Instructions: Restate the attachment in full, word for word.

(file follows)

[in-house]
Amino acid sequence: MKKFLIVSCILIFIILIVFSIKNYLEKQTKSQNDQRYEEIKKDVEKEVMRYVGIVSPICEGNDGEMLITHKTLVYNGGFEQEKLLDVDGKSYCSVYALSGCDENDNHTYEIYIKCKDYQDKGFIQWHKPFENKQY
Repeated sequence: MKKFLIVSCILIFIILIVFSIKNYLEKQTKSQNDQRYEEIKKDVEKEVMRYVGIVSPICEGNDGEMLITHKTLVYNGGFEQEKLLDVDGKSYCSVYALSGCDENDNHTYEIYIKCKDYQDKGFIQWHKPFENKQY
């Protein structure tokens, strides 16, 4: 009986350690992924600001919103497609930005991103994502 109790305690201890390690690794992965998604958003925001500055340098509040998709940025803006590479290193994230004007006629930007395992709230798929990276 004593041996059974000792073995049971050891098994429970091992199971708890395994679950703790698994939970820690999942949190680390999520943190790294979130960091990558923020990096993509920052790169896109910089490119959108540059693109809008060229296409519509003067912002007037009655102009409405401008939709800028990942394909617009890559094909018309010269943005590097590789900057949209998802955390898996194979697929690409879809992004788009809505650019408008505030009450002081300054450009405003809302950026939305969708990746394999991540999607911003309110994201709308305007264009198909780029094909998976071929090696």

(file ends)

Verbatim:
[in-house]
Amino acid sequence: MKKFLIVSCILIFIILIVFSIKNYLEKQTKSQNDQRYEEIKKDVEKEVMRYVGIVSPICEGNDGEMLITHKTLVYNGGFEQEKLLDVDGKSYCSVYALSGCDENDNHTYEIYIKCKDYQDKGFIQWHKPFENKQY
Repeated sequence: MKKFLIVSCILIFIILIVFSIKNYLEKQTKSQNDQRYEEIKKDVEKEVMRYVGIVSPICEGNDGEMLITHKTLVYNGGFEQEKLLDVDGKSYCSVYALSGCDENDNHTYEIYIKCKDYQDKGFIQWHKPFENKQY
């Protein structure tokens, strides 16, 4: 009986350690992924600001919103497609930005991103994502 109790305690201890390690690794992965998604958003925001500055340098509040998709940025803006590479290193994230004007006629930007395992709230798929990276 004593041996059974000792073995049971050891098994429970091992199971708890395994679950703790698994939970820690999942949190680390999520943190790294979130960091990558923020990096993509920052790169896109910089490119959108540059693109809008060229296409519509003067912002007037009655102009409405401008939709800028990942394909617009890559094909018309010269943005590097590789900057949209998802955390898996194979697929690409879809992004788009809505650019408008505030009450002081300054450009405003809302950026939305969708990746394999991540999607911003309110994201709308305007264009198909780029094909998976071929090696």